“The three specific policies outlined in this report will have a dramatic impact in meeting our climate goals,” said Sarah Ladislaw, Managing Director at RMI. “First, Congress passes a $7,5000 tax credit to make electric vehicles more affordable. Second, the Biden administration enforces stricter CAFE standards to reduce dangerous pollution. And third, cities and states pass mandates to phase-out international combustion engines and incentivize EVs.”

Today’s report comes weeks after the Intergovernmental Panel on Climate Change said that the falling costs for renewable energy and electric vehicle batteries have slowed the growth of climate change over the past decade but that deep, immediate cuts to transportation emissions remain necessary for us to avoid the worst case scenario. 

The report’s findings demonstrate that the U.S. goal of halving emissions by 2030 requires action at every level of government and across every part of society. While the Biden Administration implements the Bipartisan Infrastructure Law and Congress continues to work through the reconciliation package, strong leadership from cities, states, businesses, and civil society is critical to reaching our national climate goals.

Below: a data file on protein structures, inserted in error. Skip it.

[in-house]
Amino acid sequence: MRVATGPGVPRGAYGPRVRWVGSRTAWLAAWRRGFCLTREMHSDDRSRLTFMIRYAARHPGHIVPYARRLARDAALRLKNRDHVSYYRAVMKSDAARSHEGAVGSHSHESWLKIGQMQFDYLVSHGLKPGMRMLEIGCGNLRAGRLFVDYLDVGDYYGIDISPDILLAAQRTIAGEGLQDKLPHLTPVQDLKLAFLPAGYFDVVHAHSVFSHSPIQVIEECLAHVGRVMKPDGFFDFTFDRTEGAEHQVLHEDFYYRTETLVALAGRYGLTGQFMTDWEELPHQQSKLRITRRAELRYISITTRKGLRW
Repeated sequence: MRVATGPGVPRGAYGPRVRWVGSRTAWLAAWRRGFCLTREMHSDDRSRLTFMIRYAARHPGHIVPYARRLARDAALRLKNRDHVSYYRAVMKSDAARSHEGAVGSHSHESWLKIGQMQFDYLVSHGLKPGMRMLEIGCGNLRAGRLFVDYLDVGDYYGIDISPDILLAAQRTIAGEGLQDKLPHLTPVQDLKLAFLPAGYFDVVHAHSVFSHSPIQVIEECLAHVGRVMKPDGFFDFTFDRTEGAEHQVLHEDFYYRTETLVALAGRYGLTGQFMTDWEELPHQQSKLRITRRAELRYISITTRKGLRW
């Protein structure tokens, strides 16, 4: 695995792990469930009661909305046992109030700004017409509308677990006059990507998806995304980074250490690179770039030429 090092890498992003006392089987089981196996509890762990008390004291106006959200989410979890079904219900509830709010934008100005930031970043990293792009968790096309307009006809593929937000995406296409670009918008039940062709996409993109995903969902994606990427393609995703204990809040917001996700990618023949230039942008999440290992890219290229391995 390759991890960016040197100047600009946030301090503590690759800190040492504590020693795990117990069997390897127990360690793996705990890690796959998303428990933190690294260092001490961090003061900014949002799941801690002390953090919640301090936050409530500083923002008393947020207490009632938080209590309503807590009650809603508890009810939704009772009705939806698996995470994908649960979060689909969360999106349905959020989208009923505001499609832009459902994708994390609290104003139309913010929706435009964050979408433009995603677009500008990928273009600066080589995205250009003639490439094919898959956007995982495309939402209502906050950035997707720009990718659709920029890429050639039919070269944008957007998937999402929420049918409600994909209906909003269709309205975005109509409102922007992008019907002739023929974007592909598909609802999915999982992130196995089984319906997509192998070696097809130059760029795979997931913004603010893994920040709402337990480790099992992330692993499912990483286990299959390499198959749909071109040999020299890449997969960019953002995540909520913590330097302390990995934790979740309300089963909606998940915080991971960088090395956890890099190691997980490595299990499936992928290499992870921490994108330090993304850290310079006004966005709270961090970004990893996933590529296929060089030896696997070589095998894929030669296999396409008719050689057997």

U.S. Secretary of Energy Jennifer Granholm welcomed America Is All In’s analysis, saying “All Americans deserve the option to choose electric vehicles and spend less at the pump. This report provides a clear pathway for the United States to cut emissions from the transportation sector and stay on the path to reach our climate goals.”

This paper and analysis was led by the Center for Global Sustainability (CGS) at the University of Maryland, along with support from  RMI and World Resources Institute. These three organizations represent the analytical team of America Is All In. Visit www.americaisallin.com to access previous reports and analysis.

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About America Is All In

America Is All In is the most expansive coalition of leaders ever assembled in support of climate action in the United States. Mobilizing thousands of U.S. cities, states, tribal nations, businesses, schools, and faith, health, and cultural institutions, the coalition is focused on pushing and partnering with the federal government to develop an ambitious, all-in national climate strategy that meets the urgency of the climate crisis; scaling climate action around the country to accelerate the transition to a 100 percent clean energy economy; and promoting the leadership of non-federal actors on the world stage.